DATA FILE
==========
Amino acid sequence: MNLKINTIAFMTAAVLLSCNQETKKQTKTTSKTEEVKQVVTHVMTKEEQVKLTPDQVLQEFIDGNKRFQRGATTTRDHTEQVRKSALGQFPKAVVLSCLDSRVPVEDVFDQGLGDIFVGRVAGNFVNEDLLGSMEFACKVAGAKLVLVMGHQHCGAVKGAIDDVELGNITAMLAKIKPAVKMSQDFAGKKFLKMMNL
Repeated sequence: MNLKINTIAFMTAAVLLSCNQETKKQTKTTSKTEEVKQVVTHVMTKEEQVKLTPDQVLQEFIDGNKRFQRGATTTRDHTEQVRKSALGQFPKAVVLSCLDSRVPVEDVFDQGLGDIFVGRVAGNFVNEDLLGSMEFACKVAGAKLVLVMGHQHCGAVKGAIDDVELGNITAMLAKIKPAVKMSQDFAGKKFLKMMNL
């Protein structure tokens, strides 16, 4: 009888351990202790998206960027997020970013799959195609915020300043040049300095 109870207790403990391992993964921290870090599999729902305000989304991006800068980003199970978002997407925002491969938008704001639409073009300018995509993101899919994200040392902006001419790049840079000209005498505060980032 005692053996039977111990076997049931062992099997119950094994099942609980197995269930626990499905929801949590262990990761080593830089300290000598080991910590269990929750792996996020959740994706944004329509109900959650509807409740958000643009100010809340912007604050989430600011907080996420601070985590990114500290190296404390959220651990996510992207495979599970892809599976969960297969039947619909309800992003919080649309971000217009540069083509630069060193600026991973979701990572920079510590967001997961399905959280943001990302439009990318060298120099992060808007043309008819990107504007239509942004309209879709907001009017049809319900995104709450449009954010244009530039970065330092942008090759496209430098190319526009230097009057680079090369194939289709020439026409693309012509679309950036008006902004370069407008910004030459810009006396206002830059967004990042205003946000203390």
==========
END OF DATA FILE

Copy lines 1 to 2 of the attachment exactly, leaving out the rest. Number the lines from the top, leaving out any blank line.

Amino acid sequence: MNLKINTIAFMTAAVLLSCNQETKKQTKTTSKTEEVKQVVTHVMTKEEQVKLTPDQVLQEFIDGNKRFQRGATTTRDHTEQVRKSALGQFPKAVVLSCLDSRVPVEDVFDQGLGDIFVGRVAGNFVNEDLLGSMEFACKVAGAKLVLVMGHQHCGAVKGAIDDVELGNITAMLAKIKPAVKMSQDFAGKKFLKMMNL
Repeated sequence: MNLKINTIAFMTAAVLLSCNQETKKQTKTTSKTEEVKQVVTHVMTKEEQVKLTPDQVLQEFIDGNKRFQRGATTTRDHTEQVRKSALGQFPKAVVLSCLDSRVPVEDVFDQGLGDIFVGRVAGNFVNEDLLGSMEFACKVAGAKLVLVMGHQHCGAVKGAIDDVELGNITAMLAKIKPAVKMSQDFAGKKFLKMMNL